Coffee capsules have been taking hard hits in recent times, from a “Kill the K-Cup” video that went viral on Youtube last year to remarks by John Sylvan, one of the founders of Keurig’s K-Cup, expressing remorse at ever having invented the now ubiquitous coffee pod.
Yet the latest news on the coffee front is perhaps the most drastic: In January, the German city of Hamburg announced a ban on the purchase and use of coffee pods in all government-run buildings and institutions across the city.
“Capsule-coffee is expensive and the pods don’t have a good ecological balance sheet,” said Jan Dube, media spokesperson for the Ministry of the Environment and Energy. “They have lots of packaging compared to the small amount of coffee and we just decided we don’t want to buy those products anymore with public money.”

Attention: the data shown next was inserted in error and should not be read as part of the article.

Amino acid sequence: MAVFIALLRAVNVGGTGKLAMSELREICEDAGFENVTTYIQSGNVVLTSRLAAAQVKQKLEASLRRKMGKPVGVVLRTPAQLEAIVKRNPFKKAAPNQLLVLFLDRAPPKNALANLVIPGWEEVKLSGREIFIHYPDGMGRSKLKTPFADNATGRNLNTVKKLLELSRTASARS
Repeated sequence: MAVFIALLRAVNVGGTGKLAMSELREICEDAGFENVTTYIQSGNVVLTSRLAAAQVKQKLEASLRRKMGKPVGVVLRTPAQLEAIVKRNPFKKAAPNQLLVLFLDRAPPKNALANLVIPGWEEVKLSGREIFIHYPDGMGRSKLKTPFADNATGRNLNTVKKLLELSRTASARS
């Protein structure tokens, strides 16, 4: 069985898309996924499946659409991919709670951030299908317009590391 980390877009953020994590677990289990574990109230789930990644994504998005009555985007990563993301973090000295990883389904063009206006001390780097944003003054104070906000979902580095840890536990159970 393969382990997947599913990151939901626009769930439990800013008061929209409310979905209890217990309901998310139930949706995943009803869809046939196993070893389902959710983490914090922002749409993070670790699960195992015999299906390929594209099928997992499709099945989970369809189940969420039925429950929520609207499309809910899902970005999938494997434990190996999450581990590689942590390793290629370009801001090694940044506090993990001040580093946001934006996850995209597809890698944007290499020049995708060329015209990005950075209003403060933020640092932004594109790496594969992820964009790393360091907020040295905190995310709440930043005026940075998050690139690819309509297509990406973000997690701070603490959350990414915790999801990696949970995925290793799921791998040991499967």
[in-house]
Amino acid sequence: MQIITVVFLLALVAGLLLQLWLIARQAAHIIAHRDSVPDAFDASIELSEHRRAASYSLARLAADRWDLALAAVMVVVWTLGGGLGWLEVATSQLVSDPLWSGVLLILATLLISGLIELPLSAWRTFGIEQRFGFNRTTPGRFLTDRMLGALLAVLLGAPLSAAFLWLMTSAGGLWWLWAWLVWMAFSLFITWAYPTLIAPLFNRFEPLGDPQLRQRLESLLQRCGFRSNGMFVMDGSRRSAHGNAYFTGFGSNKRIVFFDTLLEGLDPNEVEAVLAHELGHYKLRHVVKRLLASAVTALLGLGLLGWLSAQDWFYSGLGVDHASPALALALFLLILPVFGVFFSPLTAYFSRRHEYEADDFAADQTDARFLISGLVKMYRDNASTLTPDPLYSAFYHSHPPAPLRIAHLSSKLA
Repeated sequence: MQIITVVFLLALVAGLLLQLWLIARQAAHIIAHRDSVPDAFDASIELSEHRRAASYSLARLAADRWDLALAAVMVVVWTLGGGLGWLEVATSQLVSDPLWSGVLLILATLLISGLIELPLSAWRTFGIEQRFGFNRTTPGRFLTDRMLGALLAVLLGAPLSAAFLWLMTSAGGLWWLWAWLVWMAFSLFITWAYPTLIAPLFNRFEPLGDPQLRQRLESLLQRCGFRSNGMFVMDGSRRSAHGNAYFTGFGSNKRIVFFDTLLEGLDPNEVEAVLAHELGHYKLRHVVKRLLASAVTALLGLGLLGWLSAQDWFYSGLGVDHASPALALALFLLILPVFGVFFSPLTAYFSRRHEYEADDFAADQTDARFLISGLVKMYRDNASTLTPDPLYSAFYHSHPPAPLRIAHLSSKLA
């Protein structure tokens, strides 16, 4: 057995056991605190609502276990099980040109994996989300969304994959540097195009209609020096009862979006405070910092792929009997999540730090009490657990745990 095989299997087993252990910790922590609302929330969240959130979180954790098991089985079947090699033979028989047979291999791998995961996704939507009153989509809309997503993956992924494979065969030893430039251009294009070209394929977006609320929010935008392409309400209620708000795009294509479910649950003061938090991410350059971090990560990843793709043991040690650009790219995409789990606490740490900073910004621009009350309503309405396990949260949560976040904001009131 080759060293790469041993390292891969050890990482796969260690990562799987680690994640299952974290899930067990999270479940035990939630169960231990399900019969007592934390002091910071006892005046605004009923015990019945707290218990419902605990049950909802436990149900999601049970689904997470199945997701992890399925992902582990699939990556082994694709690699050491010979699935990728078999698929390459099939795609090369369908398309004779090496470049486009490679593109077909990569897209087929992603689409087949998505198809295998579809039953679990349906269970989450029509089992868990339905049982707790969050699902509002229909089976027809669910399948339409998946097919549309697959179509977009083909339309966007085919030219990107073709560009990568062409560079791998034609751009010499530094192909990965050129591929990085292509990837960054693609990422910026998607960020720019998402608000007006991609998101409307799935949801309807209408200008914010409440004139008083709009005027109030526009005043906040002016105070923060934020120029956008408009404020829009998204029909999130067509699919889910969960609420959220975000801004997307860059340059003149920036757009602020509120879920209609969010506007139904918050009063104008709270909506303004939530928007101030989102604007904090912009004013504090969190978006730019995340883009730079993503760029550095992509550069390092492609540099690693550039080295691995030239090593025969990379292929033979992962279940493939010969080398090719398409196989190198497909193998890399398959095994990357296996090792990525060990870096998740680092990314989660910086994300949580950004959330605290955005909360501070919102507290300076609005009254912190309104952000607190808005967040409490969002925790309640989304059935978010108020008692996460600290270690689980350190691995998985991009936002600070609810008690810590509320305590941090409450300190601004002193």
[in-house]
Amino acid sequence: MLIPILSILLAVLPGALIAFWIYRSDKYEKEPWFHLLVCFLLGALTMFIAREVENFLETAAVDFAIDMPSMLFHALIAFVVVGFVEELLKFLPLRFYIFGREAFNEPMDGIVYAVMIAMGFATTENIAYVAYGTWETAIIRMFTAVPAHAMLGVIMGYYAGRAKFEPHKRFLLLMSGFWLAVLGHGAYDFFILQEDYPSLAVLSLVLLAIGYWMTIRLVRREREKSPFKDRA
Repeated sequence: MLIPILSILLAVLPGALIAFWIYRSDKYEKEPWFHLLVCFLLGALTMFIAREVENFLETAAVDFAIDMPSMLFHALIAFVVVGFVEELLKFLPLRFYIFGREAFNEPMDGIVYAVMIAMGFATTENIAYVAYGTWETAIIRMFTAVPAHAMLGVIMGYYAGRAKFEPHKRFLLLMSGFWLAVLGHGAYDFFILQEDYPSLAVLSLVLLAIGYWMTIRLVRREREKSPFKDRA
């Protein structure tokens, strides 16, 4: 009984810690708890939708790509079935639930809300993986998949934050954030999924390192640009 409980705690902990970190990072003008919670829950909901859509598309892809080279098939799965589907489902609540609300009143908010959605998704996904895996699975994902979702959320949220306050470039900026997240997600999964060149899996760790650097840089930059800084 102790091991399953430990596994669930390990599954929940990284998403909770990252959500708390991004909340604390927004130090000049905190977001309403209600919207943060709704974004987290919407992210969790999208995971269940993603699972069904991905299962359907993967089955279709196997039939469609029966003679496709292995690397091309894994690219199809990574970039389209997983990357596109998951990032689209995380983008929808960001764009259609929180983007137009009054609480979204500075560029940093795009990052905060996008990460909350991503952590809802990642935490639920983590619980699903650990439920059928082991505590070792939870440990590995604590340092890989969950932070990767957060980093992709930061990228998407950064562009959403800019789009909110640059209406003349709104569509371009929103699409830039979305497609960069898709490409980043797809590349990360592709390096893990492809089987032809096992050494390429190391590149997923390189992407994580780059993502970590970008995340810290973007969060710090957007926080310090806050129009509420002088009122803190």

According to Dube, total consumption in 2014 in Germany was roughly three billion coffee capsules, which is estimated to equate to about 64 million pods consumed by Hamburg’s 1.75 million inhabitants. The number is concerning, said Dube, because the capsules’ composition of plastic and aluminum is so hard to recycle. There is also a lot of packaging for just a little bit of coffee. Dube estimates that there are roughly three grams of packaging for every six grams of coffee.